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Lasers Surg Med. 1999;25(3):237-49.

Fluorescence spectroscopy of the cervix: influence of acetic acid, cervical mucus, and vaginal medications.

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  • 1SpectRx, Inc., Norcross, Georgia, USA.



Fluorescence spectroscopy has been shown to provide information useful in the detection of cervical dysplasia. The goal of this study was to determine if substances found on the cervix such as acetic acid, mucus, and vaginal medications can influence the fluorescence in the spectral region useful for discriminating normal cervical tissue from abnormal tissue.


Fluorescence spectra were collected at 337 nm excitation from the cervix in vivo both before and after application of acetic acid; the data were analyzed to identify the effects of the acetic acid on the spectra. Cervical mucus was acquired from patients referred for colposcopy and frozen until measurements were taken. Fluorescence excitation-emission matrices (EEMs) were measured for the mucus samples. Additionally, the transmission spectra of mucus were measured to determine if its absorption could influence the fluorescence signal measured from the tissue. EEMs were measured for samples of commonly prescribed vaginal medications. All EEMs were compared to those of cervical biopsies.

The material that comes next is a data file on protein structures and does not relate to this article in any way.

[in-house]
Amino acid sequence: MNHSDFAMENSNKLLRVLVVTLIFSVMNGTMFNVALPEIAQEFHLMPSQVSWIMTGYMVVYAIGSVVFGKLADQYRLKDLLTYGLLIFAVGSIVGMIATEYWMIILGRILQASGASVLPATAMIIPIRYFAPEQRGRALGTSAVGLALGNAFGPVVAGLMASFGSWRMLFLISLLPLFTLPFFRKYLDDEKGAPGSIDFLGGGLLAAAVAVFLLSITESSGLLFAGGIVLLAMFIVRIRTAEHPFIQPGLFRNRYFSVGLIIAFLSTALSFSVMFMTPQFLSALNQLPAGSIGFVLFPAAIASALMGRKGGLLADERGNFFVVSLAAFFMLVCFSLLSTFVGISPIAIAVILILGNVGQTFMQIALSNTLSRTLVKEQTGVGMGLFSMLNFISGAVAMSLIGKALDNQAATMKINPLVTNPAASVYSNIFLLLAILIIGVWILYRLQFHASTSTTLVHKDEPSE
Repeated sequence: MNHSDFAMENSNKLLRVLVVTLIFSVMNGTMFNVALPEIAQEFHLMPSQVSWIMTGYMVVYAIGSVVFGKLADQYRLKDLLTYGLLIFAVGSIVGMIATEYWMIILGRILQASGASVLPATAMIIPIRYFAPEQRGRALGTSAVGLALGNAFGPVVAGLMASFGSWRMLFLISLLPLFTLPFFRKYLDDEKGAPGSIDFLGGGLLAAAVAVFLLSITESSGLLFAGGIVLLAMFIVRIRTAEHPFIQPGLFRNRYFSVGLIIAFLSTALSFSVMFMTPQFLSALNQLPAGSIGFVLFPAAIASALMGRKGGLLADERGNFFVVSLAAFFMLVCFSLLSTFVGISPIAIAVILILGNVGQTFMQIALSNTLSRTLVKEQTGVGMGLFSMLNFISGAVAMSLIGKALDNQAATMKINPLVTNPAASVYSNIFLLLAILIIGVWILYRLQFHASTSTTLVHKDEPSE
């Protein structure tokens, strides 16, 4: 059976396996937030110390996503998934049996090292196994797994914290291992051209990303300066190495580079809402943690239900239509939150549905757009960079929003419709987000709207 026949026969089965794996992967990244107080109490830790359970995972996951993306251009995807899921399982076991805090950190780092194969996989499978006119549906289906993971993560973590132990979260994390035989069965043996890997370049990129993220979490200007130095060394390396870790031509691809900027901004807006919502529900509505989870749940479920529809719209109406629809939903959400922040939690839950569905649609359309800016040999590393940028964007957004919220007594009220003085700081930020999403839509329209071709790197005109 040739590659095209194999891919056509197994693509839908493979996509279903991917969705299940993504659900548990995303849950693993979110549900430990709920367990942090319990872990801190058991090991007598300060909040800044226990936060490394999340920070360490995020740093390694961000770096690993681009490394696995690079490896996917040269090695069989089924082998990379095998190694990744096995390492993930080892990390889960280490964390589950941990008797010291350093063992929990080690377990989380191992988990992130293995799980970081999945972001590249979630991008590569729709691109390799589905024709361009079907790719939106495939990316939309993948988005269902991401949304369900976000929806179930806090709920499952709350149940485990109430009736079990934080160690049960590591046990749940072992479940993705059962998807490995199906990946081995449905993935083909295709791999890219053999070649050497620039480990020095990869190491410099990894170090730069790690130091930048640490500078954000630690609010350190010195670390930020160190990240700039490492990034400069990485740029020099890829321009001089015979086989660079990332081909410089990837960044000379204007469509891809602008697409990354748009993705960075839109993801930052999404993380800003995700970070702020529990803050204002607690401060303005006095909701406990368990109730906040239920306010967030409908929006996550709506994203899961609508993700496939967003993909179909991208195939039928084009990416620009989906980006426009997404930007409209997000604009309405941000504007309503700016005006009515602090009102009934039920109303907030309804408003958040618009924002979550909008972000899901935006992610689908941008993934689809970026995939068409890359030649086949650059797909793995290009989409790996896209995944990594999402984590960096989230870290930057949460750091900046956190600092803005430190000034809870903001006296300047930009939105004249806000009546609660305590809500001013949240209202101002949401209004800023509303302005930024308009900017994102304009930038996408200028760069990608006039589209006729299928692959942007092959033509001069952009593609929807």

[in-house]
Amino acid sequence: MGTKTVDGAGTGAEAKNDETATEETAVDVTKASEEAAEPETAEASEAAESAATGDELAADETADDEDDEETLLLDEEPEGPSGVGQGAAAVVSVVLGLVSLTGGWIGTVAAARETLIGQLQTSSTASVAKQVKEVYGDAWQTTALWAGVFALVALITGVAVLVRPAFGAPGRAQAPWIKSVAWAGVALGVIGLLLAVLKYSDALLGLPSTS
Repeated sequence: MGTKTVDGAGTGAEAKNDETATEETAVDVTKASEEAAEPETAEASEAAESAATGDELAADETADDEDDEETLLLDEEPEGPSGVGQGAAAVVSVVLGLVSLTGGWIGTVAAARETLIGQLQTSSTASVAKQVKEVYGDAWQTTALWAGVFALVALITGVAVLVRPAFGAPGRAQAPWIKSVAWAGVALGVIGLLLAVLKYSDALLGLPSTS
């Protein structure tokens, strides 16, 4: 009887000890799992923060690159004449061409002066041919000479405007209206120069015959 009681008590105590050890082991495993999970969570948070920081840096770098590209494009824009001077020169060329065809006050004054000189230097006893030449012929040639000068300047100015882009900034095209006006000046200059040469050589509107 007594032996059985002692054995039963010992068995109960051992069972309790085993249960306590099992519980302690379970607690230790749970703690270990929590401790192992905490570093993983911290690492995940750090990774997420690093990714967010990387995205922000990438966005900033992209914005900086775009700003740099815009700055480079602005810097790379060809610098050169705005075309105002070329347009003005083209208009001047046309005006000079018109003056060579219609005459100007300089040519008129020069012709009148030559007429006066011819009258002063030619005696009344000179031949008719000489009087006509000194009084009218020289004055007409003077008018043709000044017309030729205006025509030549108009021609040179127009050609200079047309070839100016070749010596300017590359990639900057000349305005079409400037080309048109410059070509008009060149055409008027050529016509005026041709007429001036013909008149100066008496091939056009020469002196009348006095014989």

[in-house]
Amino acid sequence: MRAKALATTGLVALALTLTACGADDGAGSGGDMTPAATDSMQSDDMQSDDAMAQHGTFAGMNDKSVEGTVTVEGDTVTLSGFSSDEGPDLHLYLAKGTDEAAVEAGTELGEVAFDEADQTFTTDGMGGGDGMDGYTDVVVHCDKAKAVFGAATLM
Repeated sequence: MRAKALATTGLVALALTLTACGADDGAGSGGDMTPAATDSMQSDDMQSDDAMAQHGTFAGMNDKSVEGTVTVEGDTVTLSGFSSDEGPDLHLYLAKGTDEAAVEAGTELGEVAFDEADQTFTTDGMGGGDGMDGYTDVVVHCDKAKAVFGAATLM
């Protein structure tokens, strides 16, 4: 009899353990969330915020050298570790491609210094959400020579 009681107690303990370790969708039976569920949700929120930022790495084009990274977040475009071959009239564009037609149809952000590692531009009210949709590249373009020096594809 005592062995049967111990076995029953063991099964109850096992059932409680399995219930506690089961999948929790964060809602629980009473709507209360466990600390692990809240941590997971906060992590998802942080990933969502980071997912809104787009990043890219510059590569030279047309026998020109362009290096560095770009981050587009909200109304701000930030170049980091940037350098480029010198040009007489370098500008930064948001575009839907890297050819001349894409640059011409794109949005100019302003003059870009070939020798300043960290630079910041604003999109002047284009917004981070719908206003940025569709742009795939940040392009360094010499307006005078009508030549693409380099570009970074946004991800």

Acetic acid introduces changes in both the lineshape and intensity of the spectra. On average, the changes are more significant in spectra of abnormal tissue. Cervical mucus was found to have no significant absorption bands, but the measured fluorescence was approximately the same order of magnitude as that measured from the cervix in vitro. Most medications exhibited significant fluorescence in the spectral region of diagnostic interest for the cervix.


Acetic acid appears to increase the differences in fluorescence emission spectra of normal and pre-cancerous cervical tissues; thus, its use is beneficial. The presence of cervical mucus can possibly interfere with the collection of fluorescence spectra for tissue classification. Patients should not use vaginal preparations during the 48 hours prior to tissue fluorescence measurements.

Copyright 1999 Wiley-Liss, Inc.

[PubMed - indexed for MEDLINE]
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